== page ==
Eurozone: Composite PMI dips lower on weak export orders in March
March 22, 2019
Leading indicators point to a lackluster quarter for the Euro area’s economy. In March, the Eurozone Composite Purchasing Managers’ Index (PMI), produced by IHS Markit, fell to 51.3 points from February’s 51.9 points. It marked one of the worst readings of the past five years, but remained just above the 50-point threshold that distinguishes expanding business activity in the Eurozone.
Manufacturers reported the steepest downturn in six years as losses in output and new orders racked up. In line with the year’s rocky start, employment stagnated in the manufacturing sector. Meanwhile, the services sector reported marginal gains as new orders rose; export orders, however, plunged. In turn, hiring slowed. Optimism, for its part, slipped across sectors amid widespread concerns over a cool-off in the Eurozone, as well as over looming trade conflicts and Brexit.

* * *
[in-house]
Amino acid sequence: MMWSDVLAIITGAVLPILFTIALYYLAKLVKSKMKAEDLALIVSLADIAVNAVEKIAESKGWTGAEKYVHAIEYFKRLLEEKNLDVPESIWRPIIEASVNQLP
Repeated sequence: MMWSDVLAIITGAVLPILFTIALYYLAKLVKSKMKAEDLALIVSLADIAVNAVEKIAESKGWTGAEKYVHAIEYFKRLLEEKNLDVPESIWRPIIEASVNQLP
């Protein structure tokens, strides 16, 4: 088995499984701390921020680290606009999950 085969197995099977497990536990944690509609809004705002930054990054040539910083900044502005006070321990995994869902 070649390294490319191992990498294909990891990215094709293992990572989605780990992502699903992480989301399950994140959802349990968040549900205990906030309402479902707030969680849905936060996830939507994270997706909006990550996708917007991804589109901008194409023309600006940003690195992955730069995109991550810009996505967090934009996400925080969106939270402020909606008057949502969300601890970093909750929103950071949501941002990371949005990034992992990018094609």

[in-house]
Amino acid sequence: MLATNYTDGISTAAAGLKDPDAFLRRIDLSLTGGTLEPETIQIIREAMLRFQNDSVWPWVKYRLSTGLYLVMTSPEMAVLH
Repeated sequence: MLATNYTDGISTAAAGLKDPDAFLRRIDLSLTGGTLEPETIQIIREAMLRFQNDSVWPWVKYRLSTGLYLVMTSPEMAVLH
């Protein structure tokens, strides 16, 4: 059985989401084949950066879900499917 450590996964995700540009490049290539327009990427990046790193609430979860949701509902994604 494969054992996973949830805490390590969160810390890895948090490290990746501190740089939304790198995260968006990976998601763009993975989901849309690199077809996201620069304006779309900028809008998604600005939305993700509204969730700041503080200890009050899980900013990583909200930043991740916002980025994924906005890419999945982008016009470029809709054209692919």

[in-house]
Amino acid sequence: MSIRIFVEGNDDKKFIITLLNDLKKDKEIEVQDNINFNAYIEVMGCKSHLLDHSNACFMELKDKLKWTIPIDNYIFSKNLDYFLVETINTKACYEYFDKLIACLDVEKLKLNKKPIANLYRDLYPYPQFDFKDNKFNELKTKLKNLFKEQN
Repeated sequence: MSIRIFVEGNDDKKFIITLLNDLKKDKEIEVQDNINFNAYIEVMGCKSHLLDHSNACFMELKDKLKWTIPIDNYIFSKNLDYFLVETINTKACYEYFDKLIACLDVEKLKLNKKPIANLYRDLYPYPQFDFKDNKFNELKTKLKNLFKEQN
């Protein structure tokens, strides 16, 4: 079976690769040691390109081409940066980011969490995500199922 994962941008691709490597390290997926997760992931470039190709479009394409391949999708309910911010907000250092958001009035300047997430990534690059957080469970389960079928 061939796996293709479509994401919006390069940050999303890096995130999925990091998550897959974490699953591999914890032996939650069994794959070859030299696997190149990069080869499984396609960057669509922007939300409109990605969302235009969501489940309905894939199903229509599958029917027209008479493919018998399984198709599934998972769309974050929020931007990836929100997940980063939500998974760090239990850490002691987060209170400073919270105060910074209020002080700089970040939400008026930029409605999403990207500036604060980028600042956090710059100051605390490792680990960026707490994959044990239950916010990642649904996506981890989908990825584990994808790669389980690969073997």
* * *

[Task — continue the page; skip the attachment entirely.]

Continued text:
Regarding the Eurozone’s two largest economies, Germany’s composite index revealed a further divergence between its manufacturing and services sectors—the manufacturing sector’s downturn worsened, while services-sector activity remained upbeat. On the other hand, France’s composite index proved February’s rebound to be a one-off as new orders dried up. Elsewhere in the region, robust services-sector activity offset stagnating manufacturing-sector output.
Eurozone Fixed Investment Forecast
FocusEconomics Consensus Forecast panelists expect the Eurozone economy to expand 1.5% in 2019, which is unchanged from last month’s forecast. For 2020, panelists also expect the economy to grow 1.5%.
Author: Christopher Thomas, Economist